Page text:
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The Oath of the Green Pepper is a requirement in this classroom.
For the students gathered in this kitchen just off a leafy, shaded
stretch of Sonoma’s West Spain Street are on a four-day epicurean
adventure through Sonoma County that has been organized by Food
& Wine Trails.
Based in Sonoma and a division of HMS Travel, Food & Wine
Trails organizes tours from Tuscany to Tahiti that explore the
world and its cultures through food and wine.
It is nationally respected experts like the leader of the green
pepper oath in this case, John Ash, who was one of the first to put
Sonoma County on the map back in 1980 with his eponymous restaurant
that have made these tours a cult hit among those passionate about
“Developing a niche like this was necessary for survival in the
travel industry,” says Food & Wine Trails President Larry
Martin. “The baby boomers have done the beach trip. The days of
lounging around on a vacation are gone. Now it’s all Palm Pilots
and cell phones. The only thing that can compete is enrichment
travel. It’s multitasking people learn while they enjoy their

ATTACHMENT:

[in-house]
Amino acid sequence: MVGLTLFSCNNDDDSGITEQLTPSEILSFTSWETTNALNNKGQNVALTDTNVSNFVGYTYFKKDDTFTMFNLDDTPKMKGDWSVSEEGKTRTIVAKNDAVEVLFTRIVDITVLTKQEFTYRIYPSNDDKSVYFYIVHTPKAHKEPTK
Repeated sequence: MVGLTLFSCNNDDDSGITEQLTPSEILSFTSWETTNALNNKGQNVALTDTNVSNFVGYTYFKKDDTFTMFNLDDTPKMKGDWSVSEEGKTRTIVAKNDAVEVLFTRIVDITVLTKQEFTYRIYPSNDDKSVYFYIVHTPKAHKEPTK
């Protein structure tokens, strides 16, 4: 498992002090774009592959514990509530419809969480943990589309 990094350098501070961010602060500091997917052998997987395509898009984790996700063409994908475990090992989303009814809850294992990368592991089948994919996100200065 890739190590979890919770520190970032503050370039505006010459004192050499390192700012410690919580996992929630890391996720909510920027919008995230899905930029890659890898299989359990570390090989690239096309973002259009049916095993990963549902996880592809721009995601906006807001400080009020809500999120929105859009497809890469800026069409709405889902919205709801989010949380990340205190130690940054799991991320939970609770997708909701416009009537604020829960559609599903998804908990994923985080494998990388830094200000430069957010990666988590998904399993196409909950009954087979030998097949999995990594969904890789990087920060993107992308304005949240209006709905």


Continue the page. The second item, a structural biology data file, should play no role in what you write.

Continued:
Though the overseas trips typically last eight to 12 days, the
Sonoma County tour is only four. But just like the other tours,
there is barely time to breathe.
Throughout the four days and nights, the travelers, who hail
from points as distant as Texas and Florida, will enjoy a private
tour of the Davis Bynum Winery and a Thai cooking class.
They’ll rise at the crack of dawn to see the backstage workings
of the Della Fattoria Bakery. They’ll sidestep droppings at a sheep
farm as they make their way to a rusty shack to make homemade
And no less than Kathleen Stewart, formerly of Chez Panisse,
will teach a private lesson on how to make apple galettes at
Healdsburg’s Downtown Bakery.
At Bellwether Farms, in Valley Ford, Calif., Cindy Callahan and
her son, Liam, tromp around in rubber boots as they make creme
fraiche, ricotta, crescenza and carmody cheeses by hand in small
Food & Wine Trails shines the spotlight on family farms,
artisanal products and the practice of sustainable agriculture. In
essence, they are tours that define the slow food movement, which
stresses the importance of taste, preparation and presentation of
food and drink, and the importance of the source and quality of
ingredients used in food preparation.
Back at John Ash’s cooking class is the sustaining of the rant
of the ills of the green bell beast. “Green bell peppers are one of
the most disgusting foods in the universe!” Ash screeches. Then,
pulling a different green pepper from a bowl, he cradles it in both
hands and lifts it to the heavens.
“Now repeat after me,” he says. “Poblano peppers ... ”